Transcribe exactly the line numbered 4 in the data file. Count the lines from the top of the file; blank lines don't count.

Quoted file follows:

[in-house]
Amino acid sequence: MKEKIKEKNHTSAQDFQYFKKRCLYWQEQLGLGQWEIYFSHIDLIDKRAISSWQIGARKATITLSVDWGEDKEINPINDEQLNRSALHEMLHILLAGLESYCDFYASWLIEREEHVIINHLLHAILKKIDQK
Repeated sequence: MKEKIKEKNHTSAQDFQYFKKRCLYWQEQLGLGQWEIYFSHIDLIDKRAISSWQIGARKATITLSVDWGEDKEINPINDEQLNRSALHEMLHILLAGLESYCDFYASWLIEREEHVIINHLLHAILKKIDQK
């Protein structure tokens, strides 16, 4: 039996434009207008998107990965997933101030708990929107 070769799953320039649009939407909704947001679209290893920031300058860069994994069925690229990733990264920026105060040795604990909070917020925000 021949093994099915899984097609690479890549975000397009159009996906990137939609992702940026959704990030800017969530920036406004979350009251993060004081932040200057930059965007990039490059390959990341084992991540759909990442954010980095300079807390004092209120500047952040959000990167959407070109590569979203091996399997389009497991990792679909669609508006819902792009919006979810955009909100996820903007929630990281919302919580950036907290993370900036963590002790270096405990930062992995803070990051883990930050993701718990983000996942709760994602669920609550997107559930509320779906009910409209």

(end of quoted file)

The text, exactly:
């Protein structure tokens, strides 16, 4: 039996434009207008998107990965997933101030708990929107 070769799953320039649009939407909704947001679209290893920031300058860069994994069925690229990733990264920026105060040795604990909070917020925000 021949093994099915899984097609690479890549975000397009159009996906990137939609992702940026959704990030800017969530920036406004979350009251993060004081932040200057930059965007990039490059390959990341084992991540759909990442954010980095300079807390004092209120500047952040959000990167959407070109590569979203091996399997389009497991990792679909669609508006819902792009919006979810955009909100996820903007929630990281919302919580950036907290993370900036963590002790270096405990930062992995803070990051883990930050993701718990983000996942709760994602669920609550997107559930509320779906009910409209």